Last weekend V and I chatted about how technology has become increasingly embedded in the lives of children. Whilst we still think of most of the gizmos in our own lives as tools – to be used and discarded according to need – it seems to us that for many teens and pre-teens they are becoming more like clothes: something it's hard to imagine carrying on daily life without.
Kurzweil and others speak of the coming singularity, the moment when human-computer interface has become so intimate that tool and user are in a sense one super organism. This pre-destined merger of human and machine intelligence is tending towards a point of transcendence that Kurzweil forecasts for the middle of the twenty-first century. Along the way he might speak of a cure for global poverty, but what he is really on about is a cure for the human condition – and the particular human in question is clearly Ray Kurzweil.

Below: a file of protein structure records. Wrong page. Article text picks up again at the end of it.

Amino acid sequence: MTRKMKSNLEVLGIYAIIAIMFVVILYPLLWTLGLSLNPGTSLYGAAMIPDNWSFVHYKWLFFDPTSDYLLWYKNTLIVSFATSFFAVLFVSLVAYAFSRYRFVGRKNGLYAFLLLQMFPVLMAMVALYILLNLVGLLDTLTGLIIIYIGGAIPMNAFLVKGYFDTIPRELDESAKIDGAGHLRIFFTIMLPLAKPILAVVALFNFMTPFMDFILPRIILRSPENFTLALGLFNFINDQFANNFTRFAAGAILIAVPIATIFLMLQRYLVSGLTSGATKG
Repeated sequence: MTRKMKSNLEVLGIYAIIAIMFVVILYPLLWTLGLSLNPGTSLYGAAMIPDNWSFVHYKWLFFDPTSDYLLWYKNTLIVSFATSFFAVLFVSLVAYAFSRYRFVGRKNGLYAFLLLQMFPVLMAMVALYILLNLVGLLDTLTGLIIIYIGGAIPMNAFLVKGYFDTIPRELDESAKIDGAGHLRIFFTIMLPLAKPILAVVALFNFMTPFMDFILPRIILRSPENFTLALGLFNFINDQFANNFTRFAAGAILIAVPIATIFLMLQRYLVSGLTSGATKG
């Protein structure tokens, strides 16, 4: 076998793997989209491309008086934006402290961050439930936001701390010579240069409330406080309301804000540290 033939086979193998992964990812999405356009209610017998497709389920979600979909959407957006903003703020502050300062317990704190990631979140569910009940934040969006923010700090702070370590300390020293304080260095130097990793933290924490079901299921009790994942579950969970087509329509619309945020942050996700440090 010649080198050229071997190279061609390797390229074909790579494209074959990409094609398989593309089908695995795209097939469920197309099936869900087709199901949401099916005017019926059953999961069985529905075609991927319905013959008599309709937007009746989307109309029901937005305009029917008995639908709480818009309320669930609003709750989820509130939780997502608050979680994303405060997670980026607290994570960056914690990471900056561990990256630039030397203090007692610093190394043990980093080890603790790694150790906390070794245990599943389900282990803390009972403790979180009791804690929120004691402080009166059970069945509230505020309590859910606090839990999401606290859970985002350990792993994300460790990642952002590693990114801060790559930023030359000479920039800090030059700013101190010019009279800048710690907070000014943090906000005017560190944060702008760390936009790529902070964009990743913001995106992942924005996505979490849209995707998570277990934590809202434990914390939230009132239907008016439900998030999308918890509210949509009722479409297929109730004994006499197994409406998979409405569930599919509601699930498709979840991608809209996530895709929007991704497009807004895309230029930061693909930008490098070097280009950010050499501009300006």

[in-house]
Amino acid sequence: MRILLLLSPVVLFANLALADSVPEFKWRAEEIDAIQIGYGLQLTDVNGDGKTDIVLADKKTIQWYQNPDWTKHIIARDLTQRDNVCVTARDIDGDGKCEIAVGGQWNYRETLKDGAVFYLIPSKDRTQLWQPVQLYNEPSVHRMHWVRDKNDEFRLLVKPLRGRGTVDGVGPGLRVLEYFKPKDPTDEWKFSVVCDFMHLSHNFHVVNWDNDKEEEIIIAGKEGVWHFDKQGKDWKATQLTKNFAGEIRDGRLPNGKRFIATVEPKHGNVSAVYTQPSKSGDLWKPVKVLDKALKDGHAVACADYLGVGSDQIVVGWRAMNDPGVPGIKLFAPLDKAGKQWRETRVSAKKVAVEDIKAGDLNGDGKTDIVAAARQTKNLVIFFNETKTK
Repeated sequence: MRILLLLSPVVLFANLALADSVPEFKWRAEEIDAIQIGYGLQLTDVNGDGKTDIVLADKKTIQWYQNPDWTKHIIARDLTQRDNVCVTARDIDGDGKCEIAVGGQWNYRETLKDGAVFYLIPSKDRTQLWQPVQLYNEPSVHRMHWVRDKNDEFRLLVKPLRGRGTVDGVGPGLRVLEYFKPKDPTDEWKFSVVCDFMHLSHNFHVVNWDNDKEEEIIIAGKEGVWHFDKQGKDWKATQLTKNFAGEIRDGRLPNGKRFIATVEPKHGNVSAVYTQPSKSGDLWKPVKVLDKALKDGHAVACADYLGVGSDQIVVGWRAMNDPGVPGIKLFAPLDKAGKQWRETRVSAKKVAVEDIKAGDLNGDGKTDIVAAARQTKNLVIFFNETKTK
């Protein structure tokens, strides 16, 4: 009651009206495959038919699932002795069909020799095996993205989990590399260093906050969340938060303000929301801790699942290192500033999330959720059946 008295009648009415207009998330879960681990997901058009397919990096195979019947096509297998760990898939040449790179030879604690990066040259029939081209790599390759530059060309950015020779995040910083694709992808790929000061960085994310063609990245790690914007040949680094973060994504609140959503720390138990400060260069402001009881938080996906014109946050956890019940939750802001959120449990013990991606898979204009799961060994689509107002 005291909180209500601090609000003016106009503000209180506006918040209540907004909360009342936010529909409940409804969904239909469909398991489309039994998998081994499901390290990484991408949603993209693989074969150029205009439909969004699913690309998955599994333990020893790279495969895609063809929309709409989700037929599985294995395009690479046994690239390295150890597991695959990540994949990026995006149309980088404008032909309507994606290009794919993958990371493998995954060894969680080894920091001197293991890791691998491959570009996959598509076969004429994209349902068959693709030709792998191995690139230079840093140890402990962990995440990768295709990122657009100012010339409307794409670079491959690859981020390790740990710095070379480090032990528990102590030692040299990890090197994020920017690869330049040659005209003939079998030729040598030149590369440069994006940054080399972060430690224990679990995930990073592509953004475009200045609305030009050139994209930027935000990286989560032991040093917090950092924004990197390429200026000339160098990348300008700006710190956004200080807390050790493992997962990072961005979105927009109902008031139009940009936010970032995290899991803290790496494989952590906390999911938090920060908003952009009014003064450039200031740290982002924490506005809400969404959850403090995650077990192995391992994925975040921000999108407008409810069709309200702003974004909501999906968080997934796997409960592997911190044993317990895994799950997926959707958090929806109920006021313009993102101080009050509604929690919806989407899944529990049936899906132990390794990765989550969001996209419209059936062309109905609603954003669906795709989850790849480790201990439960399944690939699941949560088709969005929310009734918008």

This notion of transhumanity is dangerously detached from humanism and exposes the key fault lines in futurist thinking. Alarm bells ring every time I hear someone naively express the view that technology in itself is neutral: "It's the uses it's put to that determine the ethical implications.." (Even Richard Dawkins prefers to argue that it's Science that is neutral, whilst technology begins once the Science is applied.) If it was, it would be one of the few areas of our culture that could be thus kept so neatly separate from the minds of those that imagined it.
V and I have both grown up with computers and other technological tools and she in particular has a knack for rapidly scouting out the new possibilities offered by each as it emerges. But she also has a keen sense of what is lost (as I learned when she wholeheartedly rejected the concept of in-car sat nav) and that is something that younger people who have never fully experienced the 'problem' without the technological solution will increasingly find it hard to form an objective view on.
As today's parents rush to bring up lots of little transhumans (because intimacy with technology is seen as a marker of potential), they might give some thought to nurturing that part of their children's imagination you might call their inner luddite. Not to the point of actual gizmophobia, just suitably sceptical about Kurzweil-style techno-narcisistic over-enthusiasm.